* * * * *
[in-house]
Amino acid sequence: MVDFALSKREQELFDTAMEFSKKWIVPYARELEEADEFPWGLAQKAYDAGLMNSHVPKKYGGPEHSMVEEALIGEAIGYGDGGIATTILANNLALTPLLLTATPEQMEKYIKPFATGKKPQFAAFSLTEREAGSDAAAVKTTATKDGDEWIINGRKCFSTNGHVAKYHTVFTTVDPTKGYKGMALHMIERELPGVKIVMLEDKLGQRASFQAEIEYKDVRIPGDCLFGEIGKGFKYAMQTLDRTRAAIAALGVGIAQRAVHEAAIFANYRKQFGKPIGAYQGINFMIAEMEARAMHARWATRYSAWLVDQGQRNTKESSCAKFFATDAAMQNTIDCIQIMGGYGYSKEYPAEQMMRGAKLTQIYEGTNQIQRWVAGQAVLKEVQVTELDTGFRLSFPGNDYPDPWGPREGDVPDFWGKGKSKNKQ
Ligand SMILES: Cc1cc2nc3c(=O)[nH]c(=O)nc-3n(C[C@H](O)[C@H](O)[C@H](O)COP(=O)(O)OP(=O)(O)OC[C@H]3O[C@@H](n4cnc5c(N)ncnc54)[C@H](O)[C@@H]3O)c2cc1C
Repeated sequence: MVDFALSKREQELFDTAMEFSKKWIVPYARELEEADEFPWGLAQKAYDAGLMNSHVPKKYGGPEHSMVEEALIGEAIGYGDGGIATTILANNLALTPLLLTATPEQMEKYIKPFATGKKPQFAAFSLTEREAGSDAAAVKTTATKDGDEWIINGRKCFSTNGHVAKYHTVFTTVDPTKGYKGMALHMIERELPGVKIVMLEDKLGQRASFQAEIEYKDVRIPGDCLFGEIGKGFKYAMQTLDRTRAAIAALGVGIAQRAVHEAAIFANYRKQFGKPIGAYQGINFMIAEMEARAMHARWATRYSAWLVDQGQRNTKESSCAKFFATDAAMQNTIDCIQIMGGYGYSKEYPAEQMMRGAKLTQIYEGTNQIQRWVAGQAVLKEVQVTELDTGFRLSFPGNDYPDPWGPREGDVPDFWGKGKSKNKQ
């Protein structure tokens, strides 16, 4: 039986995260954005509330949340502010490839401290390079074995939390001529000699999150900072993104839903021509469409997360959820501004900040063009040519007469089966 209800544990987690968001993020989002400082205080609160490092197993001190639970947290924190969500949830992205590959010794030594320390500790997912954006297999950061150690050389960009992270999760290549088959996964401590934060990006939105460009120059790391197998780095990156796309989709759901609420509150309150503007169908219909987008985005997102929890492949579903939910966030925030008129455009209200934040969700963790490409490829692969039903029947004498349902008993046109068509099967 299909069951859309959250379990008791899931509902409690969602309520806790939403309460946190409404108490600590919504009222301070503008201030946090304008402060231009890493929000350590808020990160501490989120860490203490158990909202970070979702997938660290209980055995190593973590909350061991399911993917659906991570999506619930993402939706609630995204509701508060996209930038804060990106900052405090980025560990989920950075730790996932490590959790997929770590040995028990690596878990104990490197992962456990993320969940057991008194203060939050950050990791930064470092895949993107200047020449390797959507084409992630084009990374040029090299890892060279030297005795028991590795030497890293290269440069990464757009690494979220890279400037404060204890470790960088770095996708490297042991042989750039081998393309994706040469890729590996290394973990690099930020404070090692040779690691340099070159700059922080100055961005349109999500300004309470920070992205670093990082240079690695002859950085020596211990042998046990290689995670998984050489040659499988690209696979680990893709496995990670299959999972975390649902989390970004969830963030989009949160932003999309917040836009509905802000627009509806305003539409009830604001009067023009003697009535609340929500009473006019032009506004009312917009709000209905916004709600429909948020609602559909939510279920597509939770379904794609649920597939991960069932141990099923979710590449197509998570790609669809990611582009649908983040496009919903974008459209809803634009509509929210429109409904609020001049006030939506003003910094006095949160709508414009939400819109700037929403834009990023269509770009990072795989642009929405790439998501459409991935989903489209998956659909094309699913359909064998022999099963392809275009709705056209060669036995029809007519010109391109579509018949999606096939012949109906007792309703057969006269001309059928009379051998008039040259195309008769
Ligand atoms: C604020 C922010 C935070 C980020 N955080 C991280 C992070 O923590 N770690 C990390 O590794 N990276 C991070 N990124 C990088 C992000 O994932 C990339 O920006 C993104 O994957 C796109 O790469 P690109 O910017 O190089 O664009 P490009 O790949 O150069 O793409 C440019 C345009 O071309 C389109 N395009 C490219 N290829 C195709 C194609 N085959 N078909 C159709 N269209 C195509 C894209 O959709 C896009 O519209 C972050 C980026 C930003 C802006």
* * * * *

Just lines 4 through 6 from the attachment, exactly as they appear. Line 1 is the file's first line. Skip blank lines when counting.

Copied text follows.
Repeated sequence: MVDFALSKREQELFDTAMEFSKKWIVPYARELEEADEFPWGLAQKAYDAGLMNSHVPKKYGGPEHSMVEEALIGEAIGYGDGGIATTILANNLALTPLLLTATPEQMEKYIKPFATGKKPQFAAFSLTEREAGSDAAAVKTTATKDGDEWIINGRKCFSTNGHVAKYHTVFTTVDPTKGYKGMALHMIERELPGVKIVMLEDKLGQRASFQAEIEYKDVRIPGDCLFGEIGKGFKYAMQTLDRTRAAIAALGVGIAQRAVHEAAIFANYRKQFGKPIGAYQGINFMIAEMEARAMHARWATRYSAWLVDQGQRNTKESSCAKFFATDAAMQNTIDCIQIMGGYGYSKEYPAEQMMRGAKLTQIYEGTNQIQRWVAGQAVLKEVQVTELDTGFRLSFPGNDYPDPWGPREGDVPDFWGKGKSKNKQ
């Protein structure tokens, strides 16, 4: 039986995260954005509330949340502010490839401290390079074995939390001529000699999150900072993104839903021509469409997360959820501004900040063009040519007469089966 209800544990987690968001993020989002400082205080609160490092197993001190639970947290924190969500949830992205590959010794030594320390500790997912954006297999950061150690050389960009992270999760290549088959996964401590934060990006939105460009120059790391197998780095990156796309989709759901609420509150309150503007169908219909987008985005997102929890492949579903939910966030925030008129455009209200934040969700963790490409490829692969039903029947004498349902008993046109068509099967 299909069951859309959250379990008791899931509902409690969602309520806790939403309460946190409404108490600590919504009222301070503008201030946090304008402060231009890493929000350590808020990160501490989120860490203490158990909202970070979702997938660290209980055995190593973590909350061991399911993917659906991570999506619930993402939706609630995204509701508060996209930038804060990106900052405090980025560990989920950075730790996932490590959790997929770590040995028990690596878990104990490197992962456990993320969940057991008194203060939050950050990791930064470092895949993107200047020449390797959507084409992630084009990374040029090299890892060279030297005795028991590795030497890293290269440069990464757009690494979220890279400037404060204890470790960088770095996708490297042991042989750039081998393309994706040469890729590996290394973990690099930020404070090692040779690691340099070159700059922080100055961005349109999500300004309470920070992205670093990082240079690695002859950085020596211990042998046990290689995670998984050489040659499988690209696979680990893709496995990670299959999972975390649902989390970004969830963030989009949160932003999309917040836009509905802000627009509806305003539409009830604001009067023009003697009535609340929500009473006019032009506004009312917009709000209905916004709600429909948020609602559909939510279920597509939770379904794609649920597939991960069932141990099923979710590449197509998570790609669809990611582009649908983040496009919903974008459209809803634009509509929210429109409904609020001049006030939506003003910094006095949160709508414009939400819109700037929403834009990023269509770009990072795989642009929405790439998501459409991935989903489209998956659909094309699913359909064998022999099963392809275009709705056209060669036995029809007519010109391109579509018949999606096939012949109906007792309703057969006269001309059928009379051998008039040259195309008769
Ligand atoms: C604020 C922010 C935070 C980020 N955080 C991280 C992070 O923590 N770690 C990390 O590794 N990276 C991070 N990124 C990088 C992000 O994932 C990339 O920006 C993104 O994957 C796109 O790469 P690109 O910017 O190089 O664009 P490009 O790949 O150069 O793409 C440019 C345009 O071309 C389109 N395009 C490219 N290829 C195709 C194609 N085959 N078909 C159709 N269209 C195509 C894209 O959709 C896009 O519209 C972050 C980026 C930003 C802006």